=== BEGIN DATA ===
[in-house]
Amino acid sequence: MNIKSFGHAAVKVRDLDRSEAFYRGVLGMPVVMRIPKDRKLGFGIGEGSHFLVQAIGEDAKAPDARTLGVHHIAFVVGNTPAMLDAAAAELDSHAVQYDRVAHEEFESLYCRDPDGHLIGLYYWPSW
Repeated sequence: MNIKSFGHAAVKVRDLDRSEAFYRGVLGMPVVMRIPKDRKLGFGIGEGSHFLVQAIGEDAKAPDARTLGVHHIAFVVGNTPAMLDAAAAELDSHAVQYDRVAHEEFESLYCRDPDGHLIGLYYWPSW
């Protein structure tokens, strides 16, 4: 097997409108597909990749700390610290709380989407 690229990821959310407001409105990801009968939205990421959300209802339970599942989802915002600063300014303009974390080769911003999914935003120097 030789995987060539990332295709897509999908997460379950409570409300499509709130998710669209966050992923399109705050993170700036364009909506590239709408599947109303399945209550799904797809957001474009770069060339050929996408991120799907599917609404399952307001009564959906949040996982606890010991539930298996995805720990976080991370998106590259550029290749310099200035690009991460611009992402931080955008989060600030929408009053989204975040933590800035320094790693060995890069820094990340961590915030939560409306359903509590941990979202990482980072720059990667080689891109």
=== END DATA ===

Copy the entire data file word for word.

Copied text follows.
[in-house]
Amino acid sequence: MNIKSFGHAAVKVRDLDRSEAFYRGVLGMPVVMRIPKDRKLGFGIGEGSHFLVQAIGEDAKAPDARTLGVHHIAFVVGNTPAMLDAAAAELDSHAVQYDRVAHEEFESLYCRDPDGHLIGLYYWPSW
Repeated sequence: MNIKSFGHAAVKVRDLDRSEAFYRGVLGMPVVMRIPKDRKLGFGIGEGSHFLVQAIGEDAKAPDARTLGVHHIAFVVGNTPAMLDAAAAELDSHAVQYDRVAHEEFESLYCRDPDGHLIGLYYWPSW
């Protein structure tokens, strides 16, 4: 097997409108597909990749700390610290709380989407 690229990821959310407001409105990801009968939205990421959300209802339970599942989802915002600063300014303009974390080769911003999914935003120097 030789995987060539990332295709897509999908997460379950409570409300499509709130998710669209966050992923399109705050993170700036364009909506590239709408599947109303399945209550799904797809957001474009770069060339050929996408991120799907599917609404399952307001009564959906949040996982606890010991539930298996995805720990976080991370998106590259550029290749310099200035690009991460611009992402931080955008989060600030929408009053989204975040933590800035320094790693060995890069820094990340961590915030939560409306359903509590941990979202990482980072720059990667080689891109």